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Human Microbiome Project: Diversity of Human Microbes Greater Than Previously Predicted

The Human Microbiome Project (HMP) has published an analysis of 178 genomes from microbes that live in or on the human body. The researchers discovered novel genes and proteins that serve functions in human health and disease, adding a new level of understanding to what is known about the complexity and diversity of these organisms.

The human microbiome consists of all the microorganisms that reside in or on the human body. Outnumbering cells in the human body by 10 to 1, some of the microorganisms cause illnesses, but many are necessary for good health. Currently, researchers can grow only some of the bacteria, fungi and viruses in a laboratory setting. However, new genomic techniques can identify minute amounts of microbial DNA in an individual and determine its identity by comparing the genetic signature to known sequences in the project's data base.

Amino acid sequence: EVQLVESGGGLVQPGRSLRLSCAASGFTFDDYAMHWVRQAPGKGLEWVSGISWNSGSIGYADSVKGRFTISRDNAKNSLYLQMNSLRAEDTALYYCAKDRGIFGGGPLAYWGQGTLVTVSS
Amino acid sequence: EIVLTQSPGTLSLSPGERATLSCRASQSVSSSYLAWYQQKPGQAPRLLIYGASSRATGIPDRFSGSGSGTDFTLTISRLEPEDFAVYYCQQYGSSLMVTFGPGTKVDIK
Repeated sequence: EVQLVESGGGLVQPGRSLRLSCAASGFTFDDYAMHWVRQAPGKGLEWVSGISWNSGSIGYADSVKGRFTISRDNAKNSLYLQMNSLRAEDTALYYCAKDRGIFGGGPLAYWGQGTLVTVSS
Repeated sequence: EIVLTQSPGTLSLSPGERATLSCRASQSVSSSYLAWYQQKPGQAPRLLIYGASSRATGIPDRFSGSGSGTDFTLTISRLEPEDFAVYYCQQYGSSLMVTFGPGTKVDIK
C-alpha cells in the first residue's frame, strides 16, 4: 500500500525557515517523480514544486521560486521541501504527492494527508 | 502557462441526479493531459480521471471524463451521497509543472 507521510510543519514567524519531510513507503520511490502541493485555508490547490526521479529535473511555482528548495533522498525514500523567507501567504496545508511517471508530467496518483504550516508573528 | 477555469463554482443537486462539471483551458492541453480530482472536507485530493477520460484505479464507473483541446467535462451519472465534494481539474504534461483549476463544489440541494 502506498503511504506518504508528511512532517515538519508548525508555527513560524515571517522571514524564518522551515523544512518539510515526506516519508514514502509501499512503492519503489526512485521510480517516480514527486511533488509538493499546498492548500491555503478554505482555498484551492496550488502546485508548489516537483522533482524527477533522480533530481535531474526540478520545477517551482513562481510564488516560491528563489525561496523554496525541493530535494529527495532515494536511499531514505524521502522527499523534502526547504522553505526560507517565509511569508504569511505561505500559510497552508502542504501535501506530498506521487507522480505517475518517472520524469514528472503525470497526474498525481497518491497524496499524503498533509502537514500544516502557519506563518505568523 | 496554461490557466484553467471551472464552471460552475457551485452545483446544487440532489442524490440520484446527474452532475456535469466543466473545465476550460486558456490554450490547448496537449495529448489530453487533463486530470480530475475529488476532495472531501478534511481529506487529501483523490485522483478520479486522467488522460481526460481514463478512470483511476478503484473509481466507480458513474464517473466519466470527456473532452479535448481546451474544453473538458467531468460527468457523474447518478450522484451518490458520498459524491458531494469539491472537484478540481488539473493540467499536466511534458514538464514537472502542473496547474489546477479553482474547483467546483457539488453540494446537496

The paper is published in the May 21 issue of the journal Science.

"This initial work lays the foundation for this ambitious project and is critical for understanding the role that the microbiome plays in human health and disease," said National Institutes of Health Director Francis S. Collins, M.D., Ph.D. "We are only at the very beginning of a fascinating voyage that will transform how we diagnose, treat and ultimately, prevent many health conditions."
 
 

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